[OPINION] Leni's improbable journey
Kairos is an ancient Greek word that best translates as “an opportune time” or better still perhaps, “a moment of grace.” VP Leni’s recent acceptance to take on the task of co-heading the country’s controverted “war on drugs” can perhaps best be seen in this game-changing context: an opportune time.
It likewise is a moment of grace for us to take a second look or for our leadership to be given another chance to take stock of what has happened in a drug-fixated crusade that has consumed countless victims.
Ma Leonor Gerona’s improbable journey
Maria Leonor Gerona studied at the Diliman campus of the University of the Philippines in the early '80s. She was in her late teens then and had chosen as an elective a political science course I had taught at the university at the height of Martial Law. She always struck me as a thoughtful and reflective person, quiet – at least during class time.
But the real education of Leni took place on the streets and later the barrios she visited in Bicol where she was guided by her late husband Jesse. It was his example of listening first to people on the ground that jump-started her journey towards a brave brand of servant leadership that she later demonstrated after Jesse’s death. Her improbable run to the vice presidency against all odds was a testament to her tenacity.
It is no surprise then that this woman’s resolve is made of steel; that her mother’s instinct has always been to protect those entrusted to her care; that her approach has always been inclusive and collaborative, far-reaching.
VP Leni’s kairos is this moment of grace: to tackle a “war without end” that has become synonymous as she put it to a “war on the poor” – against those on the fringes of society.
Which brings me to another memory that begs to be shared.
Lessons from 'Macondo'
Gabriel “Gabo” Garcia Marquez sat stoically at a conference at a venue in the heart of Mexico, Distrito Federal in the mid-'70s. It tackled the crimes of the Chilean military junta which consisted of the bloodbath that toppled President Allende in Santiago de Chile. I happened to sit next to the Colombian novelist during the gathering simply because we had a similar surname, and said, “Hola, tocayo.” At that conference, he pledged not to publish another novel until after the Pinochet dictatorship fell, and he described to me the image of Latin America as “Macondo” – where “reality at times can be stranger than fiction.”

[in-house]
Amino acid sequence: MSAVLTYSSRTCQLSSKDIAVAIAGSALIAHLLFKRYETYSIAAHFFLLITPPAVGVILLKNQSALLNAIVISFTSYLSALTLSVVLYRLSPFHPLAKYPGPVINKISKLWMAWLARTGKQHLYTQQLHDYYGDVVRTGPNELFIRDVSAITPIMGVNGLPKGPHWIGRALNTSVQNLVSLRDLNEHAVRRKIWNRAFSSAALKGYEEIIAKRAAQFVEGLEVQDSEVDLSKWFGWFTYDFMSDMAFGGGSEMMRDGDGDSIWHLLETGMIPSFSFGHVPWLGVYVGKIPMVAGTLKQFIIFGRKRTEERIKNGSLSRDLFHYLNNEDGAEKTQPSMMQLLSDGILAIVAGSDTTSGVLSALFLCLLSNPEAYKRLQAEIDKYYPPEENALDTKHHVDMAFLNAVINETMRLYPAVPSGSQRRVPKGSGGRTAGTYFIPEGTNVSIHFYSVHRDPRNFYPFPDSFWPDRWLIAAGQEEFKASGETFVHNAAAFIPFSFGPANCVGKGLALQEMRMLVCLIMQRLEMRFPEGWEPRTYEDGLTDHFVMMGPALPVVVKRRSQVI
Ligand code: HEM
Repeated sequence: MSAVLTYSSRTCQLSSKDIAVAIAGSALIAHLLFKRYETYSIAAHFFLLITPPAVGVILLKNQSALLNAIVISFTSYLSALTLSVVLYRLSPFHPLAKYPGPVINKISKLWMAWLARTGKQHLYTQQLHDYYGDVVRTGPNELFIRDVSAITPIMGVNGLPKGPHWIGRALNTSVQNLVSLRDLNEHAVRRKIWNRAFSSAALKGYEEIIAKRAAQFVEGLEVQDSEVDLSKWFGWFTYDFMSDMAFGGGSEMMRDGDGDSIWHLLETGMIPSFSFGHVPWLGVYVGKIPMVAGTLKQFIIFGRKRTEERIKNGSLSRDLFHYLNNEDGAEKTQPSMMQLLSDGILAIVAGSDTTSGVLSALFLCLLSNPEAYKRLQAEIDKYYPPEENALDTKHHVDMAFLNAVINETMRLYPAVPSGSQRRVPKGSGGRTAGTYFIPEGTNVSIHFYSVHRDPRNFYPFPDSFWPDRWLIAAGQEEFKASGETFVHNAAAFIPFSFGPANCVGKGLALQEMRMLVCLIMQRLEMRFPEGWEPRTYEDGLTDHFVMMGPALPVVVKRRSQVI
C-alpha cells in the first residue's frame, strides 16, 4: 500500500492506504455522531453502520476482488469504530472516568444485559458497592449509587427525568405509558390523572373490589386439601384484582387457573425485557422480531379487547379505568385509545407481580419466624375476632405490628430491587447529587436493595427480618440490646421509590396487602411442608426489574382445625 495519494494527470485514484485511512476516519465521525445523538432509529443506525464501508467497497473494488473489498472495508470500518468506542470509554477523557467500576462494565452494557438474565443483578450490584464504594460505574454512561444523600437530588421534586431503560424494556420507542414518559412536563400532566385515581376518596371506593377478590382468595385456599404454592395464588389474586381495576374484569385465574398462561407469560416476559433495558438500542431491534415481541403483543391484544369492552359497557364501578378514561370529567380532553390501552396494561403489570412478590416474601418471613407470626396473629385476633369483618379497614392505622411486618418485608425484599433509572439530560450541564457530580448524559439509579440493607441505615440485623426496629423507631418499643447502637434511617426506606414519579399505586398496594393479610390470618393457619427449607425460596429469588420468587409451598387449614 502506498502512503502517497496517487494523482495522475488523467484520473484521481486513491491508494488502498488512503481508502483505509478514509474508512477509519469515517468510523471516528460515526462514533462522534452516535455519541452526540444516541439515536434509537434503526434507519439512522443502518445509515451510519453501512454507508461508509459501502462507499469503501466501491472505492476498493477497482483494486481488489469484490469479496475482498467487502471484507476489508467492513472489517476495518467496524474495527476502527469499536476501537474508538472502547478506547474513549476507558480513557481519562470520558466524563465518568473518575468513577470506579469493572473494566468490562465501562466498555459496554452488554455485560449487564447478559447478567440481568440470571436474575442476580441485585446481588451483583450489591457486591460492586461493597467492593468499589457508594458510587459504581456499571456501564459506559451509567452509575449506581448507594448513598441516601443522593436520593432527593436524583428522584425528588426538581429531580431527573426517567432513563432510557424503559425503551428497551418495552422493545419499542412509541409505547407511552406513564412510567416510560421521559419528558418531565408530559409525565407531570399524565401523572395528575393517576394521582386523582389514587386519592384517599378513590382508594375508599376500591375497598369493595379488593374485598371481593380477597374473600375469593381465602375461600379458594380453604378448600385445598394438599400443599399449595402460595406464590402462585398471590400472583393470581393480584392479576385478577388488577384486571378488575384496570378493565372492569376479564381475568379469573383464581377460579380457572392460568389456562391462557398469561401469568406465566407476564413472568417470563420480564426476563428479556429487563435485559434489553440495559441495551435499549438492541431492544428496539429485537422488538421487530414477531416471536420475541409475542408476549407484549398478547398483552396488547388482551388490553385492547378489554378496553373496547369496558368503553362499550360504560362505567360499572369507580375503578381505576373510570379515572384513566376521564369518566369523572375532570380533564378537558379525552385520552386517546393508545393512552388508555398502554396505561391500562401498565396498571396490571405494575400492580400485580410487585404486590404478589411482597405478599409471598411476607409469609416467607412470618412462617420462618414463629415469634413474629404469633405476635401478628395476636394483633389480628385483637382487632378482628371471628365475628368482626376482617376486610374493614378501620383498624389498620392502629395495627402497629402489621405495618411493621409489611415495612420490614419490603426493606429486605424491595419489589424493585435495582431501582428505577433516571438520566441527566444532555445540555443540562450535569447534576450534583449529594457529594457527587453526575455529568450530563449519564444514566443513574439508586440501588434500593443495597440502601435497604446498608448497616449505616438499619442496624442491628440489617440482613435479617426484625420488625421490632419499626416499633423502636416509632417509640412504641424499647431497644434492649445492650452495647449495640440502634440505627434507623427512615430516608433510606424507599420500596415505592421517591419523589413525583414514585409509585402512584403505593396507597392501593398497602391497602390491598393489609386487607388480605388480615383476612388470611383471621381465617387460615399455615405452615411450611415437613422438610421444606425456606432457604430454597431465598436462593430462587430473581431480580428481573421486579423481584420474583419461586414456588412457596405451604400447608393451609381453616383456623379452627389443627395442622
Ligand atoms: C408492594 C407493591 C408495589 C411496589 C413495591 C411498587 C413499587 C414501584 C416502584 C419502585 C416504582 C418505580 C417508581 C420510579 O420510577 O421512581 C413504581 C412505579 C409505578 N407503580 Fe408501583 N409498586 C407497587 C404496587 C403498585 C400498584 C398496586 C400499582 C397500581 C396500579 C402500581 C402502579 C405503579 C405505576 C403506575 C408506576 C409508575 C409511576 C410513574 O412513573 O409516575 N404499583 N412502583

And, the Colombia that I knew first as a student, later as a researcher for Amnesty International, and in the end as a protagonist in the peace process in the country on behalf of International Alert was precisely that: painted in the hues of Gabo’s Macondo. It was a country in the throes of “narco-politics” where more than a third of those who sat in Congress did so with funds laundered by the country’s drug lords backed up by the dreaded paramilitares; and, where guerrillas from the Fuerzas Armadas Revolucionarias de Colombia were equally charged by not a few as narco-guerrillas.
In his 2016 Nobel Peace Prize address, former Colombian president Juan Manuel Santos stated: “The manner in which the war against drugs is being waged is equally or perhaps even more harmful than all the wars the world is fighting today….” He believed that his country had paid the highest cost in deaths and sacrifices and it was time to rethink the so-called war on drugs.
Another Colombian president, Cesar Gaviria, echoed the warning to our own head of State soon after he had assumed office. In a New York Times op-ed critique of the failed war on drugs that obsessed his country, Gaviria concluded, “The cure has been worse than the disease.”
There is another phrase from my Latin American experience that haunts me: Nunca Mas! Never Again! It was uttered by the Argentinian writer Ernesto Sabato who led the inquiry of the desaparecidos (the disappeared) during the dark decades of military juntas. It reverberates today, because what the kairos moment requires not only of VP Leni but of all of us of good faith is this: Rethink! Refocus! Renew! Never Again! – Rappler.com
Ed Garcia is one of the framers of the 1987 Constitution.